As for her sophomore album, Chesley says that she pushed herself to develop an idea. “I recorded my first album live, but when I started recording In Tune,I had just started working with Pro Tools,” she says. “I wanted to see if I could get away from relying on my loop stations’ pedals and worry about how to pull it off live later.”

For In Tune, Chesley took a different approach to recording. Working with engineer Greg Norman (Pelican, Russian Circles, Neurosis), she was presented with new challenges in the studio. “Once of the things I was cautious of when recording on tape was to figure out how to play things from beginning to end,” she says.

“Learning that was difficult. When I screwed something up, I wasn’t sure if I could do that again. But Greg helped by telling me to just get one good take, not four or five. Working like that in the studio was hard, but it allowed me to learn to be okay with mistakes, and I’m glad I did it that way.”

That edge and struggle can be felt on the album. Her placements of percussive plucks and violent pushes and pulls of the bow back and forth across the strings immerse the listener in songs that are rigid and gritty, sleek and graceful. It’s a jagged juxtaposition of metal textures and rock rhythms that’s terrifying as much as it is tender and vulnerable.

For example, as inspiration for her song “Untilted,” Chesley explains, “I was listening to John Coltrane’s ‘Alabama.’ I knew that song was about the girls who died in a bombing during the civil-rights struggle in the ’60s. I love that song because it’s so naked. Coltrane evoked a strong feeling. I wanted to do the same thing in the middle section of ‘Untitled.’ On all my songs, I’m searching for a feeling or a sound more than melody because I’m not very good at writing melody.”

“And that feeling is usually dark,” Chesley adds, “because I’m not scared to explore the darker emotions. I don’t mind being in a dark places. I don’t know why that is. For some reason, I don’t like music that you have to think about to appreciate. I’m hesitant to listen to albums like that. I like the rawness and immediacy of music that hits you quickly.”

Chesley wrestled with artistic uncertainty during the recording of In Tune and as she prepared to tour. “There’s so much music out there now that it’s easy to ask yourself ask yourself, ‘Why am I doing this? Why would anyone listen to my music?’” she says. “There are so many good musicians today that you really have to believe in yourself and be confident even when you have doubt.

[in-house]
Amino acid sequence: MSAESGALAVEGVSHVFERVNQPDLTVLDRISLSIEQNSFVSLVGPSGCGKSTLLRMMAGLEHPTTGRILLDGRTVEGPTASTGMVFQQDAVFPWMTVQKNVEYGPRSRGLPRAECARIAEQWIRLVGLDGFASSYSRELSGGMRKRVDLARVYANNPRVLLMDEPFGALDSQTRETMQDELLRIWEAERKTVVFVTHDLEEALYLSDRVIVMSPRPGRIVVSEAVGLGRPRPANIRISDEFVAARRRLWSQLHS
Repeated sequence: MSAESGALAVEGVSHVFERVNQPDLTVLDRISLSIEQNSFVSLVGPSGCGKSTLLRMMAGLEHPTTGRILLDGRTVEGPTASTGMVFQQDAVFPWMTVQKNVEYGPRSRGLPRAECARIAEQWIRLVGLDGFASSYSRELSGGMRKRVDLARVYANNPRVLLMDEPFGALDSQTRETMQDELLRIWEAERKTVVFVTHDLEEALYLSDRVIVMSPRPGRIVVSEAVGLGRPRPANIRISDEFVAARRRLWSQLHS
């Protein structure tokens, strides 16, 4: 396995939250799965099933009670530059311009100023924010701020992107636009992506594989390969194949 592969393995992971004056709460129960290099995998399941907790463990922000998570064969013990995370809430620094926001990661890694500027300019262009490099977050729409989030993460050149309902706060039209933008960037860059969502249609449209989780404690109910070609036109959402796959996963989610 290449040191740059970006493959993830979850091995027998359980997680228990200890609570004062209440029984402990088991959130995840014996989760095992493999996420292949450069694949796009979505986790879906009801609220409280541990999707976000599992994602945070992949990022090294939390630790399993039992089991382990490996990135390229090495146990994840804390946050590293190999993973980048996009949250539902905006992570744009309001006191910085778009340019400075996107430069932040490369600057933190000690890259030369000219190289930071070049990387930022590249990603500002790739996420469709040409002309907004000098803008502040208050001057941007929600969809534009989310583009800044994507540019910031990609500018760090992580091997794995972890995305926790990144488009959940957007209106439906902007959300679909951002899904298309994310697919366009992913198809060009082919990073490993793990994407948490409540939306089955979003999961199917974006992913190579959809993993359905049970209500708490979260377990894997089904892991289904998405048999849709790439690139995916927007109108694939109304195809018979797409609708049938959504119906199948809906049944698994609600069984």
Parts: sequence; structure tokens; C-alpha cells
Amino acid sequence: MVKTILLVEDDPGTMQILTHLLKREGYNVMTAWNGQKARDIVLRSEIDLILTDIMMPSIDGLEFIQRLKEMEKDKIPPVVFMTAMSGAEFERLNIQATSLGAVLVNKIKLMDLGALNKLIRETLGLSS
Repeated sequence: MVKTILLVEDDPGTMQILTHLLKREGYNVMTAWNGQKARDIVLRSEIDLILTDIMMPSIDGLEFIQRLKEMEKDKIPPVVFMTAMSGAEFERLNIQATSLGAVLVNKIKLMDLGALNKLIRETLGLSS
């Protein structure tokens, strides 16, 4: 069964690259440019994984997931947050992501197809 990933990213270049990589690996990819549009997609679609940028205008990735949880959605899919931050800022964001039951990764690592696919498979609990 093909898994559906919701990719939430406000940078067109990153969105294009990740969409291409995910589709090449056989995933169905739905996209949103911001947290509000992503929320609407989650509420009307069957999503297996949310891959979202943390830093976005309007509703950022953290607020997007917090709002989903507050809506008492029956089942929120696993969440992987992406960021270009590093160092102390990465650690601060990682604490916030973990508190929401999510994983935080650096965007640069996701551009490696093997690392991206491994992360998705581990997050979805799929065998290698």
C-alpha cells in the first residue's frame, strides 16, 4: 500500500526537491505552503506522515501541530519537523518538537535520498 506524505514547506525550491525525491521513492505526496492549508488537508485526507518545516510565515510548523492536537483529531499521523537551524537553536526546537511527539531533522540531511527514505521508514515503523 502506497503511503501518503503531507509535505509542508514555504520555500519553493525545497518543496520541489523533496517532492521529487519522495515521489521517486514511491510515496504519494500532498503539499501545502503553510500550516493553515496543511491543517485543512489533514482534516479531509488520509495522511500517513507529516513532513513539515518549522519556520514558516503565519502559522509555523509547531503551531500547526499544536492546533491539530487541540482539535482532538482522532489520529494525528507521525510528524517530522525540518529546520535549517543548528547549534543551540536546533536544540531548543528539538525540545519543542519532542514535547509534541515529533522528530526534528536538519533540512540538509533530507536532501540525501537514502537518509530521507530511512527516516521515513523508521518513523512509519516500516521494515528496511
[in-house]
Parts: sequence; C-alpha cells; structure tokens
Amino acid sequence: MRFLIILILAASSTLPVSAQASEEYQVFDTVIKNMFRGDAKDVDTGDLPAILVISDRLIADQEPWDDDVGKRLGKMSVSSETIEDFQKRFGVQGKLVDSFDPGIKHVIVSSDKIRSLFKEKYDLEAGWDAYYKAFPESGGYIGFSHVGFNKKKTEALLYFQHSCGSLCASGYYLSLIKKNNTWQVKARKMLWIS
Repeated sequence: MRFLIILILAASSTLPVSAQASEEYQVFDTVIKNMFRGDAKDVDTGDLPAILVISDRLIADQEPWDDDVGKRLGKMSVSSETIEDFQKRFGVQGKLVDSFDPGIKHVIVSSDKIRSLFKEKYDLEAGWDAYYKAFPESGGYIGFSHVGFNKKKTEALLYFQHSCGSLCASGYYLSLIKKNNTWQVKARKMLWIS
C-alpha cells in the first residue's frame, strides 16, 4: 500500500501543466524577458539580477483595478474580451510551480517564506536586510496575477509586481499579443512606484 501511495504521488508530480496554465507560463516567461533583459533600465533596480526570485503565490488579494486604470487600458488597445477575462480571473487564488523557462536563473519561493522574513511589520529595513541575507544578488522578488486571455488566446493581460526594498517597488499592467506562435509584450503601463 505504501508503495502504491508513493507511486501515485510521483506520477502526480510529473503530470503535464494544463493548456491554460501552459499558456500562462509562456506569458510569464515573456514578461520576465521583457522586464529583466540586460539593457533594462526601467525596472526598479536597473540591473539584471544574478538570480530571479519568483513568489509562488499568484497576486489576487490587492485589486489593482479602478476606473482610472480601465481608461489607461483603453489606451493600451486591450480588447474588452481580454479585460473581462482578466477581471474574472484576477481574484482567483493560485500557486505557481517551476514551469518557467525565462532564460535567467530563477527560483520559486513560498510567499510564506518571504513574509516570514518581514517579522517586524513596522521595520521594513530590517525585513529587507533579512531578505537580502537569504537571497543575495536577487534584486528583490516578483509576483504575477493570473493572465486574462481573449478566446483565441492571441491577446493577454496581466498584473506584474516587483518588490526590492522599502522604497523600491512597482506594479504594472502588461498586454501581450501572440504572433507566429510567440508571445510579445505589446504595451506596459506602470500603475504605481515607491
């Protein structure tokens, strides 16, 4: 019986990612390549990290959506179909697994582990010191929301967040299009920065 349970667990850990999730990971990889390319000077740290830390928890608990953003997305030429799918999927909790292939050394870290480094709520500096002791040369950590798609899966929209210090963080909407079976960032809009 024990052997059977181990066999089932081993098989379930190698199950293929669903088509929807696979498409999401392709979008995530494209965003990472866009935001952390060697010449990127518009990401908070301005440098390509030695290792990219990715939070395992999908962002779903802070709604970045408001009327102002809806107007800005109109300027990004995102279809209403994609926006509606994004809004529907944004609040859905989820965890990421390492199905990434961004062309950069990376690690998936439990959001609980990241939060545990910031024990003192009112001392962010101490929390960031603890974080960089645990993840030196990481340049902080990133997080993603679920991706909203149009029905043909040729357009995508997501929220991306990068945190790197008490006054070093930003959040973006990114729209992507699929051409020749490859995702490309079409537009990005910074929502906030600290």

“For me, I realized that if I’m not playing my cello or writing, then I’m not really happy and I get depressed. Being aware of this makes me realize that I should be making music even when I’m struggling with the fear that nobody will want to hear my music. Sometimes I play cello just for my own emotional health or to sort things out.”

Listening to Chesley work out her struggles and express herself on record is only part of the equation. Experiencing Helen Money live adds completeness to her albums. But after two years of performing on her own, Chesley feels that she is coming to the limits of what she can do on stage solo.

“I feel self-contained when I’m on stage,” she says. “I don’t move around a lot. It feels sparse. I like that I’m intimately connecting with the audience, but I’m hoping to make it a bit more epic. I’d like to play and share the stage with other musicians too. It’s a lot to deal with everything yourself, like driving to the venue, dealing with other bands when someone tries to move me up on the bill, and when things like my effects pedals don’t work right. At times like those, I really need to rely on another band member.”

Even so, Chesley’s solo performance that evening at the Empty Bottle erupted with power and strength, filling the venue with an undeniable force. Chesley’s performance was raw, naked, and revealing, and it provides inspiration by showing how a cello can rock, roar, and growl gorgeously when in the hands of Helen Money.